8. Second generation extracorporeal lithotripsy: Whither American radiologic leadership

    International Nuclear Information System (INIS)

    Pfister, R.C.

    1987-01-01

    Extracorporeal shock wave lithotripsy was developed by Dornier Medical Systems, Inc., and West German urologists. In the United States the marketing, training, and operation of these wet-tub units were limited to urologists. New dry-treatment lithotriptors are being developed in various countries, including the United States (Medstone), and will be marketed to radiologists, among others, once approved by the FDA for clinical use; future applications will include gallstones as well as renal calculi. Some of these new lithotripors are radiologically intensive, requiring US or fluroscopic guidance and radiography. Since the stone pulverization process in an image-controlled procedure, the units should be managed by radiologists; this will require supportive leadership from all current radiology department chiefs. This presentation reviews the lithotriptors available

  9. Spleen injury following left extracorporeal shockwave lithotripsy (ESWL).

    Science.gov (United States)

    Marinkovic, Serge P; Marinkovic, Christina M; Xie, Donghua

    2015-02-18

    A splenic rupture associated with extracorporeal shockwave lithotripsy (ESWL) is exceedingly rare. We report a case of stage 3 splenic laceration, hemoperitoneum and subsequent splenic rupture following an ESWL for a left mid polar renal calculus. During the ESWL, although the patient's pain was controlled the gentleman was very nervous and had to be repositioned eight individual times. Approximately 6 hours after the ESWL, the patient phoned the urologist complaining of severe left flank pain unlike any previous episode of renal colic. A computerized tomography (CT) scan demonstrated a stage 3 splenic injury with hemoperitoneum. The patient decompensated and an emergent splenectomy was then performed and the patient experienced an uneventful recovery. Splenic injury likely results from unintentional movement during the sound wave administration for the stone fragmentation procedure. Utilizing noise cancelling headphones during ESWL may preclude the potential pitfalls of patient nervousness.

  10. MR imaging of kidneys following extracorporeal shock wave lithotripsy

    International Nuclear Information System (INIS)

    Baumgartner, B.R.; Dickey, K.W.; Nelson, R.C.; Ambrose, S.S.; Walton, K.N.; Bernardino, M.E.

    1986-01-01

    MR images were obtained the day after extracorporeal shock wave lithotripsy (ESWL) therapy in 34 patients; the untreated kidneys served as controls. Five patients underwent ESWL of both kidneys before MR imaging. The kidneys were imaged with a spin-echo technique. Multisection coronal, sagittal, and axial images were obtained with T1-weighted pulse sequences. MR imaging studies of 39 kidneys after ESWL showed no abnormality in ten (25%) cases. The other kidneys (75%) had one or more of several findings. Small subcapsular or perinephric fluid collections were noted in ten (25%) patients. Generalized loss of corticomedullary junction (CMJ) was noted in eight (21%) cases and focal loss in 16 (24%). The more pronounced alterations in the CMJ correlated with increased numbers of shock waves received by the kidney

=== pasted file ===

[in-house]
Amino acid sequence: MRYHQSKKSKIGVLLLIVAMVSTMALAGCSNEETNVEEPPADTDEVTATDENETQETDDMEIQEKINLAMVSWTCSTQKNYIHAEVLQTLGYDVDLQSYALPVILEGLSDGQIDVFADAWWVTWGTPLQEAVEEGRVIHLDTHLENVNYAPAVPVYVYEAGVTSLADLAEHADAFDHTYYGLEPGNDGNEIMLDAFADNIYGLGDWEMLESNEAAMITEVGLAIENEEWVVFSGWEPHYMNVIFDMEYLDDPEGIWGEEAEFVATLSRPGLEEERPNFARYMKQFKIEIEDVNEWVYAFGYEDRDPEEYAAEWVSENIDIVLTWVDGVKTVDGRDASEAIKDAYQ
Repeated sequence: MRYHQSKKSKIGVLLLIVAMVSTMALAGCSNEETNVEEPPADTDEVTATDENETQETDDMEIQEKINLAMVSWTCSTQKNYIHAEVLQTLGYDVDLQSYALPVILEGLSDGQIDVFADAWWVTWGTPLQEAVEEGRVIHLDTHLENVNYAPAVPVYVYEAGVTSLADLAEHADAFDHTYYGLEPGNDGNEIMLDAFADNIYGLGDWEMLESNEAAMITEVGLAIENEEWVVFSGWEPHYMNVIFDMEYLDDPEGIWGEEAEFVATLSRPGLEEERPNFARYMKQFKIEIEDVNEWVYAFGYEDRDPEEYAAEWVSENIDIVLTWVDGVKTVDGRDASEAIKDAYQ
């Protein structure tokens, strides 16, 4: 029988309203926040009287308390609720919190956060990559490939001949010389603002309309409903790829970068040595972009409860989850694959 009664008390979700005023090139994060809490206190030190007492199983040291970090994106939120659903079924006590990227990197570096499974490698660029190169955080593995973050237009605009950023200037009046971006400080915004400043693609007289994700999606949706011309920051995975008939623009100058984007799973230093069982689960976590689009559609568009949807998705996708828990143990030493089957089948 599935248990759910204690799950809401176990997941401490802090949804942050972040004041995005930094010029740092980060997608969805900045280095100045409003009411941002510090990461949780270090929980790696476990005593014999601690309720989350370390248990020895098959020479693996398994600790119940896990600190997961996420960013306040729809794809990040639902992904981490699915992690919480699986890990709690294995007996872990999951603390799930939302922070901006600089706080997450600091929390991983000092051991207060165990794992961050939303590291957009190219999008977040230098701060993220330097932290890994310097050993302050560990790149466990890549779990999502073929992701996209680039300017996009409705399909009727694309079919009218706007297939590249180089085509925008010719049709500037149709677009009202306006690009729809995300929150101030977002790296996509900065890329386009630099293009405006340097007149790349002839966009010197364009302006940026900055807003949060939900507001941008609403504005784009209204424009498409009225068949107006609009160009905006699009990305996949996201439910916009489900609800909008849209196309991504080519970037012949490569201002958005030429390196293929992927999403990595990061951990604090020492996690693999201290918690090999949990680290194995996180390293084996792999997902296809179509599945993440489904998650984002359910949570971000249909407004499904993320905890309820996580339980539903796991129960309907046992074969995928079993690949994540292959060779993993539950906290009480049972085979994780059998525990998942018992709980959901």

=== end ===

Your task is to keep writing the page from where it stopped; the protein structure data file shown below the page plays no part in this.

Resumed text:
11. Factors influencing radiation exposure during the extracorporeal shock wave lithotripsy

    Energy Technology Data Exchange (ETDEWEB)

    Wei Chuan Chen; Ying Huei Lee; Ming Tsun Chen; Jong Khing Huang; Luke S Chang (Division of Urology, Dept. of Surgery, National Yang-Ming Medical College and Veterans General Hospital-Taipei, Taiwan (China))

    1991-01-01

    A prospective evaluation of 89 consecutive sessions of extracorporeal shock wave lithotripsy (ESWL) was undertaken to try and find the best way of minimising the amount of exposure to radiation. Forty-two patients were randomly allocated to undergo ESWL treatment by experienced surgeons (group A), and 47 to undergo the treatment by inexperienced surgeons (group B). The mean calculated entrance radiation exposure was 3.01 rads (group A: 2.64 (0.97) rads, range 1.00-4.48, group B: 3.38 (0.86) rads, range 1.11-5.75). Among factors that influenced radiation exposure, the tissue: air ratio should be borne in mind and the level of skill in controlling movement of gantry was the most important in reducing the exposure to radiation. (au).

  12. Extracorporeal shock wave lithotripsy for renal stone with infundibular stenosis

    International Nuclear Information System (INIS)

    Lee, Won Hong; Son, Soon Yong; Kang, Seong Ho; Lee, Yong Moon; Yoon, Seok Hwan

    2006-01-01

    We analyzed retrospectively our experience to evaluate an effect of extracorporeal shock wave lithotripsy (ESWL) for renal stone with infundibular stenosis. From January 2002 to August 2005, 35 patients with renal stone with infundibular stenosis were treated with ESWL. The diagnosis of infundibular stenosis was made by intravenous pyelography or retrograde pyelography. The final follow-up check was performed by simple abdominal film or computed tomography and interview after 6 months to 24 months (mean 10 months). 7 (20.0%) of 35 patients was freed completely, but Stone free rate including less than 2 mm size was 80% (28/35). 30 (85.7%) patients became asymptomatic, 4 (11.4%) patients were continued, and 1 (2.9%) patient was required the percutaneous nephrostolithotomy. Although ESWL has a low complete stone free rate, We suggest that renal stone with infundibular stenosis should be treated with ESWL, because that is likely to produce a high symptom free and low complications

  13. Factors influencing radiation exposure during the extracorporeal shock wave lithotripsy

    International Nuclear Information System (INIS)

    Wei Chuan Chen; Ying Huei Lee; Ming Tsun Chen; Jong Khing Huang; Luke S Chang

    1991-01-01